When Scholastic asked what book selection I'd like to have to work with my students this year, without hesitation, I asked for Owl Moon by Jane Yolen. Yolen is one of my favorite authors. Her ability to paint a vivid picture for her audience is a skill I share with my young authors throughout our studies of writing personal narratives, or small moments.
My school uses the units of study created by a team within our district. The writing teachers that collaborated on the Common Core Units of Study are beyond talented. I am proud to highlight and share the work the Oakland County team has done. You will also find a selection of materials I developed to supplement and enhance this unit.
To launch the unit, we study a variety of authors. We read from a rich selection of picture books so that students can see a wide array of writing techniques used by different authors. Before we get into the lessons, my class digs deep into studying Jane Yolen. As we begin our lessons, we move towards studying Jonathan London. Even though these two authors frame the bulk of our studies, we also infuse many other stories and authors into our reading and writing studies as well. Below are a few of my favorite books for this unit.
Before we begin the writing process, we spend a great deal of time during reading workshop immersing the children in the genre we are studying as writers. Our students closely examine text through the lens of a writer. We notice the techniques authors use and talk about the motivation and purpose behind adding such craft into the story.
The following is a suggested list of possible mentor texts to help launch and support this unit.
Prior to beginning the lessons for writing, we read several mentor texts and discuss what we noticed as readers. This helps us to better understand the genre. One book we use to launch this unit during the immersion phase is Owl Moon.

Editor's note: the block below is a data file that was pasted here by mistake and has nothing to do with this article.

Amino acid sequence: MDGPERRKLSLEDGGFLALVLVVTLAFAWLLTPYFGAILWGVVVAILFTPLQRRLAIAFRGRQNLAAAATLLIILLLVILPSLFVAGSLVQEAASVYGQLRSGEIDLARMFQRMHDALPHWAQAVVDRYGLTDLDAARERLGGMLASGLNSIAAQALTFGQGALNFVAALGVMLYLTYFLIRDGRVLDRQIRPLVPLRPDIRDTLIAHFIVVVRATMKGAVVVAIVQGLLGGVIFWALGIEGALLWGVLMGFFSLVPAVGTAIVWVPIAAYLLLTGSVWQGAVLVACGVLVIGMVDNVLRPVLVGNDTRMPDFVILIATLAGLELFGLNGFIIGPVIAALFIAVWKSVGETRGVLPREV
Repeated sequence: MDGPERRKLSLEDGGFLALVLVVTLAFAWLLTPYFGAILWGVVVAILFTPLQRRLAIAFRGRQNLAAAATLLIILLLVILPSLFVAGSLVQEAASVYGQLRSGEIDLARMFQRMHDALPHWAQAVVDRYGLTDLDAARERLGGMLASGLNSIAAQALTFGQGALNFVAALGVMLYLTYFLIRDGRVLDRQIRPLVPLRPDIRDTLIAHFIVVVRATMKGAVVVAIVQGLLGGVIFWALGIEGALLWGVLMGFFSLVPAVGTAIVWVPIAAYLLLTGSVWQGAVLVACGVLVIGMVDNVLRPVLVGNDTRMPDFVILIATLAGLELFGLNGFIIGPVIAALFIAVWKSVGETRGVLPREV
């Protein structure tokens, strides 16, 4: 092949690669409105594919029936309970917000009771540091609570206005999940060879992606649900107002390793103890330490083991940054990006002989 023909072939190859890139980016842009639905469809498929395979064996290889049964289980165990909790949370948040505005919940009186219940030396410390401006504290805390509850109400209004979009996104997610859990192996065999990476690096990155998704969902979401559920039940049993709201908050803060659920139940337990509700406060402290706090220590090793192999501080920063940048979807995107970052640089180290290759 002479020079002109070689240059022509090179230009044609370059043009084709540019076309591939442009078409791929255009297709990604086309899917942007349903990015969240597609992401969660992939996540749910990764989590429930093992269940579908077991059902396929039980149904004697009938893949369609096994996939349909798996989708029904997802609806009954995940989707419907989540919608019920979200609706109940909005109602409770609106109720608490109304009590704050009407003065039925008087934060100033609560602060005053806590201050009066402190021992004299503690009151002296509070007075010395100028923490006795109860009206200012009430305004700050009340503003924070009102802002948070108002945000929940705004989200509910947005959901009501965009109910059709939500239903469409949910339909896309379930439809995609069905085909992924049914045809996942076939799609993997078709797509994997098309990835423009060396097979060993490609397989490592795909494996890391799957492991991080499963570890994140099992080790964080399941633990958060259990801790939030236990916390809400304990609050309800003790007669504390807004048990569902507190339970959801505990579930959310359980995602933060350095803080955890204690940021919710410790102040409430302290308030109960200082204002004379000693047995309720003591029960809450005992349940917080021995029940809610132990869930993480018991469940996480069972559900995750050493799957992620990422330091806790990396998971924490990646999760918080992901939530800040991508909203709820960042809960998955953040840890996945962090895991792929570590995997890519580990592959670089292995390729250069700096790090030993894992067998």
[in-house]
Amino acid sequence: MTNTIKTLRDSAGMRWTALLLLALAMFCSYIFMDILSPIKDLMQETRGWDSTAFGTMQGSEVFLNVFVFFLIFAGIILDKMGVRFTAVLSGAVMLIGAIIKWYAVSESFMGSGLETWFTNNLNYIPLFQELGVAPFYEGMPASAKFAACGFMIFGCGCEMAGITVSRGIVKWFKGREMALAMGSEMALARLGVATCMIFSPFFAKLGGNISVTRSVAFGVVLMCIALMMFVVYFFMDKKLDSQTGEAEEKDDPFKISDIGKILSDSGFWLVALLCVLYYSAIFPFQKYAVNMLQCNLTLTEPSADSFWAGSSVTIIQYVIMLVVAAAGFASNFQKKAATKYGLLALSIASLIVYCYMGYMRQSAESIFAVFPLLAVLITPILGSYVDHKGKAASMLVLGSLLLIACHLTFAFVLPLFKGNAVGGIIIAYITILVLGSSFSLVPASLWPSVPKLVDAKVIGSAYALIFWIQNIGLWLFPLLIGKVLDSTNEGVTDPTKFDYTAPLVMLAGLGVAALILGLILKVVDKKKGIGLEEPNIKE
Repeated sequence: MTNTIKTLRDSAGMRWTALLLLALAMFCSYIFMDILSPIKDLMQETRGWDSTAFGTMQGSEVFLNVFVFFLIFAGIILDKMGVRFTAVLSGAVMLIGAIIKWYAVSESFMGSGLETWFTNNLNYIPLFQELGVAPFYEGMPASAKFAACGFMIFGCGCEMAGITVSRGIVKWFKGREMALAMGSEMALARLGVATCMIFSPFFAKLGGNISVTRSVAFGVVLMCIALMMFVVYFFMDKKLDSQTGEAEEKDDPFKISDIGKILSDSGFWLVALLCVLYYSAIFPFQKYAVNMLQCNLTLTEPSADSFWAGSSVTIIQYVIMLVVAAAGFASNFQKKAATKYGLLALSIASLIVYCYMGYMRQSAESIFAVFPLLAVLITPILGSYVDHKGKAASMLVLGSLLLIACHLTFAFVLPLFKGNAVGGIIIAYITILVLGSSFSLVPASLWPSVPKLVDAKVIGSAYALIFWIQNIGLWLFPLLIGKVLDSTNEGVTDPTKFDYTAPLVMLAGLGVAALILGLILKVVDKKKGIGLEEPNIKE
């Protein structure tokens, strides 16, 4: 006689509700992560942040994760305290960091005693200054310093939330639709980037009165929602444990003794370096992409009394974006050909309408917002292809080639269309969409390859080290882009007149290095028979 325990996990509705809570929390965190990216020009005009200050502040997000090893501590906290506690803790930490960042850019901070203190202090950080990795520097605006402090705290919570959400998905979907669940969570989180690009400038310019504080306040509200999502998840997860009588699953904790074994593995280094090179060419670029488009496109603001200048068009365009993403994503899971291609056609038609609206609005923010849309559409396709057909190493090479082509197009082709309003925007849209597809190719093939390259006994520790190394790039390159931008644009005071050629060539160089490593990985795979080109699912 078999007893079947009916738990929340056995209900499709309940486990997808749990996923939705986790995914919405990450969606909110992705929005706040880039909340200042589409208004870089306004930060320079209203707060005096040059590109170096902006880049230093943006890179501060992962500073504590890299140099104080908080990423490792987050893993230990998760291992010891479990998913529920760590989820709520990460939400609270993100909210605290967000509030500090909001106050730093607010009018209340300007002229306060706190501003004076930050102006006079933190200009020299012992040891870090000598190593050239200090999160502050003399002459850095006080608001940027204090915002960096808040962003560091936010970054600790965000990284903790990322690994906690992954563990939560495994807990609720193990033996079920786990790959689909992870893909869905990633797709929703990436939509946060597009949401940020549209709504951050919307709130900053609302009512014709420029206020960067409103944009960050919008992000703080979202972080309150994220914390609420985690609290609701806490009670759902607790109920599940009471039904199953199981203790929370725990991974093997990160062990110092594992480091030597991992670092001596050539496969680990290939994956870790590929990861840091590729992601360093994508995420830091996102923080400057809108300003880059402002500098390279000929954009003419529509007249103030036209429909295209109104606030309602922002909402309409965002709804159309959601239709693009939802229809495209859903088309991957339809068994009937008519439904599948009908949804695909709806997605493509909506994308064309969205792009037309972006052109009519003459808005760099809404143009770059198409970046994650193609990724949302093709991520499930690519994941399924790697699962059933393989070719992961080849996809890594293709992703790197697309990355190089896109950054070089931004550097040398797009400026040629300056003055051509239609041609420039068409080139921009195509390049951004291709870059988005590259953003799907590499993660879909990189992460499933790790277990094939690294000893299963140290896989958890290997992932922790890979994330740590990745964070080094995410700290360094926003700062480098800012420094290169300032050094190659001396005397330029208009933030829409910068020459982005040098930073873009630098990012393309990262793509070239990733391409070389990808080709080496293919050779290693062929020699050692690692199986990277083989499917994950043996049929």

Day 1: Preview Vocabulary and Read the Story (download printable)
Day 2: Sensory Detail Noticings (download printable)
Students work in partnerships or independently to note when Yolen used sensory detail to help her readers visualize. They jot their findings down on the graphic organizer.
Day 3: Craft Placemat (download printable)
Students work together or independently to reread the story and examine it as a writer. They jot their findings down within each section:
dialog (words used instead of said)
setting (when and where)
internal thinking (thought shot)
character action (what the hands, feet, and face are doing)
simile (using like or as)
onomatopoeia (sound words)
physical description (sensory detail)
other great details you love (ie: cover, title, illustrations)
Day 4: Sequence of Events (download printable)
Readers retell their stories by listing the events in sequential order. Students recall the most important events from the beginning, middle, and end of the story.
Day 5: Notice, Why, Name It, Try It
Students receive four sticky notes. If they have them in a writer's toolkit, perfect! If students don't have access to these, you can prepare four sticky notes on individual clipboards before the lesson.
I have my students only think about one sticky note at a time. I don't even tell them what the other three are for until it's time to use them.
Sticky Note 1 - students notice a craft element Yolen used in her writing and jot it down
Sticky Note 2 - they jot down why they think the author did this
Sticky Note 3 - children name the technique the author used (their best guess)
Sticky Note 4 - writers try to use that strategy in their own stories
*I often have ¼ sheets of paper cut so they can revise on. Then they can staple it onto their story where they'd like it to go.
You could also use this same strategy with other mentor texts within the unit. I find the more we do this as a group, the more the students are able to do it independently. Eventually, the young writers are able to incorporate the quality crafting techniques into their own writing.
Here is an example of a whole group anchor chart using the book, Hurricane! by London:
After the students have been through the immersion phase, they really soar in each lesson of the writing unit. Taking the time in the beginning to set the stage for success enables our young writers to feel more confident as they begin to create their own stories. They have an array of examples and mentors to model.
For more Nonfiction and Fiction text pairings, check out Scholastic's Book Flix!
It was especially helpful for each of my students to be able to have a personal copy of Owl Moon. When children did their investigations of the author's craft, they were so engaged. I allowed 20 minutes of independent time for this activity on Day three. However, when it was time for lunch, they didn't want to get up from their work. It was magical!
What are some of your favorite picture books to use as mentor texts during reading and writing workshop? I'd love for you to share your favorite books in a comment.
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